Yes. It’s a time of self-reflection. I find myself thinking about things I haven’t thought about in a long time because of the isolation. In your mind, it’s pretty still, you start to think about things that matter the most, you become aware of things that have just happened and accountable for things that you’ve done. I really wanted to reach out to people and see how people are, people who I haven’t spoken to in a long time. Change comes with pros and cons. I definitely see the good in this, but also the tragedy.  


You were brought up with a religious Christian belief. How important is religion to you today, did it become more relevant in the past weeks and months?

I think spirituality is life. I feel like spirituality is music, spirituality is love, and I definitely know for a fact there is a higher intelligence, there is unconditional love in this universe that is ready and available for us all to embrace, to strive for creating the kind of behavior that will present love in the highest way. Believing in that and having a certainty in that keeps me on track and it keeps me inspired to be the best version of me that I can be. Although I’m not perfect in my behavior, there is a nature within all of us that I completely respect and honor. I’m thankful that I have that foundation because I don’t know what I would do without it.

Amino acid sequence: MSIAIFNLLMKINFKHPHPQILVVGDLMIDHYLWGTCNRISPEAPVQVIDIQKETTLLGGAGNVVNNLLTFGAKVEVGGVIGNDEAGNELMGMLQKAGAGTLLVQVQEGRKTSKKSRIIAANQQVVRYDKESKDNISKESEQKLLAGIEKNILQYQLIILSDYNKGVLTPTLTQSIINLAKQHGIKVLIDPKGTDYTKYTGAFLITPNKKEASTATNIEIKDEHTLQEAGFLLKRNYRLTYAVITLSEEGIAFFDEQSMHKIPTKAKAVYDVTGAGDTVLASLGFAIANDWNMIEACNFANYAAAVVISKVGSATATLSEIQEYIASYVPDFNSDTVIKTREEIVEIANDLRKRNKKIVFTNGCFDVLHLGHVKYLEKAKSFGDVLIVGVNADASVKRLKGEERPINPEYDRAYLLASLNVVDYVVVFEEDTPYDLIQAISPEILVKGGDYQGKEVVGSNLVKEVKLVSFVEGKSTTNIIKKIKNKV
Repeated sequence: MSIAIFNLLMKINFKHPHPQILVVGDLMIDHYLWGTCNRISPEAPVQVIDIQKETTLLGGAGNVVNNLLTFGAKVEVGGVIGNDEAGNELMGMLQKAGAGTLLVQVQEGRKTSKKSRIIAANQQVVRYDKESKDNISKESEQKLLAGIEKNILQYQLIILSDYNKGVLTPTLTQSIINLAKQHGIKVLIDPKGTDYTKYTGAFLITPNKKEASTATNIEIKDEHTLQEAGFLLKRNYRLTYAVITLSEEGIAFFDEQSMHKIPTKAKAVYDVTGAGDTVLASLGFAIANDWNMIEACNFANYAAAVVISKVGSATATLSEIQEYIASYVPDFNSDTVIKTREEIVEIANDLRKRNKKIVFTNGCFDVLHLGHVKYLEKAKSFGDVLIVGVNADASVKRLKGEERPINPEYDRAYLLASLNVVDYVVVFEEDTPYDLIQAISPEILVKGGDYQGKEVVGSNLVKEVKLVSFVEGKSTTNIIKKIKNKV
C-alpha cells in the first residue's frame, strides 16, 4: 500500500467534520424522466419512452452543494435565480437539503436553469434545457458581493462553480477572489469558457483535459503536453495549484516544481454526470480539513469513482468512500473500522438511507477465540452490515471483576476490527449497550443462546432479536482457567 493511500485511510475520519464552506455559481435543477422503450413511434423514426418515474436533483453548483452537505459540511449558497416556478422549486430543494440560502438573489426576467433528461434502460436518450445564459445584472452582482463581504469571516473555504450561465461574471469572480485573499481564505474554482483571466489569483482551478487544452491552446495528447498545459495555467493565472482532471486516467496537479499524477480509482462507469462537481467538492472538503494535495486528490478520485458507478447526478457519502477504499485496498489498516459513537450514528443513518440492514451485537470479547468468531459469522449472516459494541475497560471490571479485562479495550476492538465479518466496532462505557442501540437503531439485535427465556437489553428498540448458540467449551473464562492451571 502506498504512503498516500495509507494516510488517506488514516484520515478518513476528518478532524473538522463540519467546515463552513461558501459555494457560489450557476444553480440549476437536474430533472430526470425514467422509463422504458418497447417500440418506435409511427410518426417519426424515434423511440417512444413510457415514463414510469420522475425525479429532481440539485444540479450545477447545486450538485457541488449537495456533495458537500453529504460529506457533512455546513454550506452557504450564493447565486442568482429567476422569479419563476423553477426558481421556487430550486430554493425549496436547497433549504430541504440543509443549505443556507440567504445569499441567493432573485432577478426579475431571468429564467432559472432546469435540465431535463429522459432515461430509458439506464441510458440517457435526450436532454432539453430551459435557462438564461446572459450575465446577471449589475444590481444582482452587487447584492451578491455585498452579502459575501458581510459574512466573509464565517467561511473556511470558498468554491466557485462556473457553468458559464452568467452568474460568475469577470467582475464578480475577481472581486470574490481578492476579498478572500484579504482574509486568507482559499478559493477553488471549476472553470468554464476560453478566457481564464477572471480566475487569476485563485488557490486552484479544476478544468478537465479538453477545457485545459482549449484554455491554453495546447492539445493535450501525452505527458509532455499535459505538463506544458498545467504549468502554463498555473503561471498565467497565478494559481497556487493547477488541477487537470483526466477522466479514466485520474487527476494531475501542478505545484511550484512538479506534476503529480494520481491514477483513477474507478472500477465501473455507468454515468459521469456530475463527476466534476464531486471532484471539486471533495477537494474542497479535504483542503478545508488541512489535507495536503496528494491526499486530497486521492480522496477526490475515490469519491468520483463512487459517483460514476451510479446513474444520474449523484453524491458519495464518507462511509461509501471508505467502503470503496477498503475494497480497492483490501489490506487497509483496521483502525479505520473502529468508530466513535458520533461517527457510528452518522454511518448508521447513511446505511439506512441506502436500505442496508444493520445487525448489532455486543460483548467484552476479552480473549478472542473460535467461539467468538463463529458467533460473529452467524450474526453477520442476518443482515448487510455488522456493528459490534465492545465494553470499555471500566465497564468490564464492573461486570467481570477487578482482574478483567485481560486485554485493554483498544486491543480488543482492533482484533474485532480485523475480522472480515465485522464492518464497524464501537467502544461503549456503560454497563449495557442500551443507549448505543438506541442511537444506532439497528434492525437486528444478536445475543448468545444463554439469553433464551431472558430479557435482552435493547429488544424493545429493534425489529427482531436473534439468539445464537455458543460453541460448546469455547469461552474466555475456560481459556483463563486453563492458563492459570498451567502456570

Does that foundation help you to practice self-love?

Absolutely. Because I think self-love is when you find a true love and a true bond with the highest; I do really believe that. It starts with yourself and the love that you have for yourself. So you can nurture that love and be a vessel to share with others.


What do you think of concepts as Kanye West’s Sunday Service?

I think that any idea that is celebrating love and music and art in a way to heal and touch people is a blessing. And when it’s not self-serving, it’s more about unity and togetherness – I think that’s beautiful. So, I support anyone who is moving spirit and culture in that way, through love and positivity. That’s for anyone that’s on that wave.


As a teenager but also later on, you went through a lot of emotionally difficult years. Is music therapeutic to you?

Oh, music is the best therapy. [laughs] Just to be able to express my feelings through harmonies, certain lyrics, language – creating all of that with sound is a different kind of healing, more than anything. And I’m blessed to be able to connect with music on such an emotional and personal level and to be able to be very sensitive to it is truly a blessing. It’s a craft and a skill that you try to hold and master so you can be proud of the work that you put out there.